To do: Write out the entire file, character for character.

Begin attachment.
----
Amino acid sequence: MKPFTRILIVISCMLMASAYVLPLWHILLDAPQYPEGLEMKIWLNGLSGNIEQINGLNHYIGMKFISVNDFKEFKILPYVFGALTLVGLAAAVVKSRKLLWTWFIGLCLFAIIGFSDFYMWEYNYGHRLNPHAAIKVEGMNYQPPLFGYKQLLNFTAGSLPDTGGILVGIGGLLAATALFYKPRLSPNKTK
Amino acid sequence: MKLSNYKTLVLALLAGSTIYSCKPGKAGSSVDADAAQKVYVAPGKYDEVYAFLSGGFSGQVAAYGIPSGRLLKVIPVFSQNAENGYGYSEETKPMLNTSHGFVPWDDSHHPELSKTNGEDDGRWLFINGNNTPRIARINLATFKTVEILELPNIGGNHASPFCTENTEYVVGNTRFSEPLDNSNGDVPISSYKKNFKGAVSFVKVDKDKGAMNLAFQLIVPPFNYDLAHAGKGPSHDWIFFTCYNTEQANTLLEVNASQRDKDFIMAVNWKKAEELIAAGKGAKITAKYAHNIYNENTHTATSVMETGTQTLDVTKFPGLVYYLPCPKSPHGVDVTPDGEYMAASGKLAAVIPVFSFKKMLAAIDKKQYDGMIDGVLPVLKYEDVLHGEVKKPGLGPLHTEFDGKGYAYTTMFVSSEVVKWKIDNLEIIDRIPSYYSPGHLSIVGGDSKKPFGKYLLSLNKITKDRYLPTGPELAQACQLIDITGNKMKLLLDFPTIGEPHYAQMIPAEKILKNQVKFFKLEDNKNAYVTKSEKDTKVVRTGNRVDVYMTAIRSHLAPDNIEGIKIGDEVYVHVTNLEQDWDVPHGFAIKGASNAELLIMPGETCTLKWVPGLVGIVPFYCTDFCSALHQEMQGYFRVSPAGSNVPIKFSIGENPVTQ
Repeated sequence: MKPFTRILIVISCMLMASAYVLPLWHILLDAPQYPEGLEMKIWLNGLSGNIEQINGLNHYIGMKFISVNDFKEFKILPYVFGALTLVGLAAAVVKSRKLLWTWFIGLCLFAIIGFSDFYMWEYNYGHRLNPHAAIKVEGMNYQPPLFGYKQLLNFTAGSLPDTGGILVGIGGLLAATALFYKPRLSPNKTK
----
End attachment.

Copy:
Amino acid sequence: MKPFTRILIVISCMLMASAYVLPLWHILLDAPQYPEGLEMKIWLNGLSGNIEQINGLNHYIGMKFISVNDFKEFKILPYVFGALTLVGLAAAVVKSRKLLWTWFIGLCLFAIIGFSDFYMWEYNYGHRLNPHAAIKVEGMNYQPPLFGYKQLLNFTAGSLPDTGGILVGIGGLLAATALFYKPRLSPNKTK
Amino acid sequence: MKLSNYKTLVLALLAGSTIYSCKPGKAGSSVDADAAQKVYVAPGKYDEVYAFLSGGFSGQVAAYGIPSGRLLKVIPVFSQNAENGYGYSEETKPMLNTSHGFVPWDDSHHPELSKTNGEDDGRWLFINGNNTPRIARINLATFKTVEILELPNIGGNHASPFCTENTEYVVGNTRFSEPLDNSNGDVPISSYKKNFKGAVSFVKVDKDKGAMNLAFQLIVPPFNYDLAHAGKGPSHDWIFFTCYNTEQANTLLEVNASQRDKDFIMAVNWKKAEELIAAGKGAKITAKYAHNIYNENTHTATSVMETGTQTLDVTKFPGLVYYLPCPKSPHGVDVTPDGEYMAASGKLAAVIPVFSFKKMLAAIDKKQYDGMIDGVLPVLKYEDVLHGEVKKPGLGPLHTEFDGKGYAYTTMFVSSEVVKWKIDNLEIIDRIPSYYSPGHLSIVGGDSKKPFGKYLLSLNKITKDRYLPTGPELAQACQLIDITGNKMKLLLDFPTIGEPHYAQMIPAEKILKNQVKFFKLEDNKNAYVTKSEKDTKVVRTGNRVDVYMTAIRSHLAPDNIEGIKIGDEVYVHVTNLEQDWDVPHGFAIKGASNAELLIMPGETCTLKWVPGLVGIVPFYCTDFCSALHQEMQGYFRVSPAGSNVPIKFSIGENPVTQ
Repeated sequence: MKPFTRILIVISCMLMASAYVLPLWHILLDAPQYPEGLEMKIWLNGLSGNIEQINGLNHYIGMKFISVNDFKEFKILPYVFGALTLVGLAAAVVKSRKLLWTWFIGLCLFAIIGFSDFYMWEYNYGHRLNPHAAIKVEGMNYQPPLFGYKQLLNFTAGSLPDTGGILVGIGGLLAATALFYKPRLSPNKTK